In a recent interview, legendary filmmaker Steven Spielberg said original Netflix movies shouldn’t be eligible to be nominated for the Academy Awards. He called movies released by Netflix “TV movies” and said if they’re good enough they deserve an Emmy but not an Oscar.
The director also recently announced plans for the fifth installment of Indiana Jones — because you know, we didn’t suffer enough with Kingdom of the Crystal Skull.
Spielberg isn’t the only director to criticize the streaming service. Last year Christopher Nolan referred to Netflix as having a bizarre aversion to supporting films released in theatres and called out its simultaneous stream-and-release format as a mindless policy.
Cannes Film Festival has also jumped on the we-hate-Netflix bandwagon after the director of the festival, Thierry Fremaux announced that Netflix films will be banned from competing in this year’s festival. The reason? If a film wants to compete at Cannes it must be released in French cinemas — Netflix of course, does not do movie theatres.
Now, I personally love going to the movie theatre, but I also understand the appeal of a streaming service like Netflix. I have had my fair share of days dedicated to the couch falling deeper and deeper down the rabbit hole. Yes Netflix, I’m still watching.
Although I can understand some of Hollywood’s distaste for the streaming service format, I can’t help but realize that it’s most likely where the future of film is heading — especially considering the quality of films that Netflix and Amazon continue to produce.
This year for instance, Netflix scored eight Academy Award nominations, making history for the most nominations for a streaming service ever. Netflix even managed to scoop a win for themselves, after the sports-doping Icarus won best documentary feature.
Last year Amazon claimed three Academy Awards, after Manchester by the Sea won in both the best actor and best original screenplay categories, and The Salesman won best foreign language film.
Aside from stealing awards from films released in cinemas, Hollywood’s plummeting box office sales have also felt the wrath of the streaming service format.
In 2017, the North American box office ticket sales were the worst reported in over two decades. Although ticket sales still managed to reach sales of more than $11 billion, the North American box office had sales comparable to those in 1992, a time when streaming services were non-existent.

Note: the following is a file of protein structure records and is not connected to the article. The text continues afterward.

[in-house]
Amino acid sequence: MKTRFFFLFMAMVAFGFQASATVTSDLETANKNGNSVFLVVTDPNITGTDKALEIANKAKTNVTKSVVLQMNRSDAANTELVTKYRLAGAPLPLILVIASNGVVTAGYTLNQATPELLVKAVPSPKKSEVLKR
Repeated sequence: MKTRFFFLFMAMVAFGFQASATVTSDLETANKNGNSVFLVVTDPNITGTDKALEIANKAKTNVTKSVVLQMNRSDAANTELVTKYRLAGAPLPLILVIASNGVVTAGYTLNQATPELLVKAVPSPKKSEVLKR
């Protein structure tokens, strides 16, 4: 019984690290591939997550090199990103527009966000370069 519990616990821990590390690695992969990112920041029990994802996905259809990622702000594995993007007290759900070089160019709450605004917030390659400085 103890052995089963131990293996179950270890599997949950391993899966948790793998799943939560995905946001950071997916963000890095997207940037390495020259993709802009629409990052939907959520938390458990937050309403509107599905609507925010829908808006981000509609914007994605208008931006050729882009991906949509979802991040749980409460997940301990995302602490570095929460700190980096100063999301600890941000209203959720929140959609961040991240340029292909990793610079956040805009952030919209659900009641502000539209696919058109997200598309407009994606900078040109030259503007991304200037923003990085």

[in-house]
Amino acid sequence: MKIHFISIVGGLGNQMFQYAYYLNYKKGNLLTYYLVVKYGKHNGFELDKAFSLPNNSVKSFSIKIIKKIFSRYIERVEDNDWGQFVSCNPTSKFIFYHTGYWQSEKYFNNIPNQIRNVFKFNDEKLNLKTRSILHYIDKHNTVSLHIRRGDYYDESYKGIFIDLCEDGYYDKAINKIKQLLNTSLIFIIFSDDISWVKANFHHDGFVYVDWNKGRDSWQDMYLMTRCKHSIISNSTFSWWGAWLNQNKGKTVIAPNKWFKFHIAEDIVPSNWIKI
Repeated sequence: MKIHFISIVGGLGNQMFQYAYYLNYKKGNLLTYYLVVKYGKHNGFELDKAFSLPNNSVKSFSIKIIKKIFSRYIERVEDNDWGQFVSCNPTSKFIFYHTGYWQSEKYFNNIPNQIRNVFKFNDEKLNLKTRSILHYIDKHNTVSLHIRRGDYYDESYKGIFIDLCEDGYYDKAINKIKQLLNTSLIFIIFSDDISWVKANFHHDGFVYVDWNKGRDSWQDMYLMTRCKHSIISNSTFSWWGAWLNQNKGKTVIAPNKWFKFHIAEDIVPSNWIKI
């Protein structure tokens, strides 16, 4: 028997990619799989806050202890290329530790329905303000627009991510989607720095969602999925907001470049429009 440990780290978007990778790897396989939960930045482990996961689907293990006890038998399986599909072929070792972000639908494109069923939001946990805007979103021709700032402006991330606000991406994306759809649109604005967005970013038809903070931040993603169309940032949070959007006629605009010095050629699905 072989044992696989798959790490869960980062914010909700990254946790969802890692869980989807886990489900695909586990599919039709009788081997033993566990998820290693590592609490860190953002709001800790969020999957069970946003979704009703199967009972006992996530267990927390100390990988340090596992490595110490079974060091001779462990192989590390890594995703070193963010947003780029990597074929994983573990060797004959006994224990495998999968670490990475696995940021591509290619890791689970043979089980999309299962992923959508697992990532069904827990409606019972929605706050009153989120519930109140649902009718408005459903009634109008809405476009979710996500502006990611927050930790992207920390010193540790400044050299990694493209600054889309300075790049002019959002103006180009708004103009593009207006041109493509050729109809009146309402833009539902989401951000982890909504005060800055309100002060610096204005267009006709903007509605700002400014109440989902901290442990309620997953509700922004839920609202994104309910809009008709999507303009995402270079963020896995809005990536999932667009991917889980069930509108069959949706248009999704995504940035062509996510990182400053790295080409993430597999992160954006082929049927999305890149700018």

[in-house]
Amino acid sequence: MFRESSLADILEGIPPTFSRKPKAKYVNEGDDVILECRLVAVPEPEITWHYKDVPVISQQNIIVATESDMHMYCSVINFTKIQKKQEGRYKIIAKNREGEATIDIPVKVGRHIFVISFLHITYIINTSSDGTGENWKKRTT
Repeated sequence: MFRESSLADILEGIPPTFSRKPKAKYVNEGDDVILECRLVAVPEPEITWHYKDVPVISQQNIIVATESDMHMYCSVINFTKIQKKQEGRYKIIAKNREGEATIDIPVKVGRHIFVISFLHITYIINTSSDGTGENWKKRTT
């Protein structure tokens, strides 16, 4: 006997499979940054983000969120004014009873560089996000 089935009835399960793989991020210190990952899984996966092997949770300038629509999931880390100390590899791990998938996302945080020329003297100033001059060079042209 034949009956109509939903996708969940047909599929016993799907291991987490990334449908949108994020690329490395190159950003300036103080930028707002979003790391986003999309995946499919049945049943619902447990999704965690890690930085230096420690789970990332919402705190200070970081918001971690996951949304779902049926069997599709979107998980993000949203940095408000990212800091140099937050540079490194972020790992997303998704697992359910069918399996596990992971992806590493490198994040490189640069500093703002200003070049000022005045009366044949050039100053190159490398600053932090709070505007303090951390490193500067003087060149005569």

It’s not fair to lay all the blame on Netflix for the declining box office sales because, let’s face it, as much as I enjoy going to the movie theatre, it’s not exactly cheap these days. Most of the big blockbuster movies are released in either 3D or IMAX, which is more expensive than the standard ticket. And if you’re like me, you’re most likely going to buy some sort of concession stand snack to accompany you on your movie theatre experience.
The costs add up, so it’s easy to see how paying roughly $10 a month for unlimited shows and movies available to stream while in the comfort of your own home is becoming the norm. And microwave popcorn is cheaper.
There’s also the argument on the quality of films being released in theatres that aren’t as appealing to the average movie-goer. An abundance of sequels, remakes, and reboots isn’t cutting it anymore. Most films aren’t going to bring in the kind of money the studio was hoping for, unless of course you’re Disney.
It’s no secret Disney is a behemoth in the entertainment world. They own Marvel, Star Wars, and recently purchased 20th Century Fox. They clean up, big time. Yet despite all the success they achieve by releasing films in theatres, Disney too is following suit and has begun creating its own streaming service platform, which will ultimately give Netflix and Amazon a run for their money and will most likely push Steven Spielberg past his breaking point. Why? Because the people at Disney are no fools.
I don’t think cinema will die entirely because there’s obviously still a market for it. But as streaming services continue to release quality content with a low monthly cost, Hollywood either needs to fix its business model or adapt to the changing landscape and join their enemy.
While we wait to see what the future holds, we’ll at least have the fifth Indiana Jones to look forward to.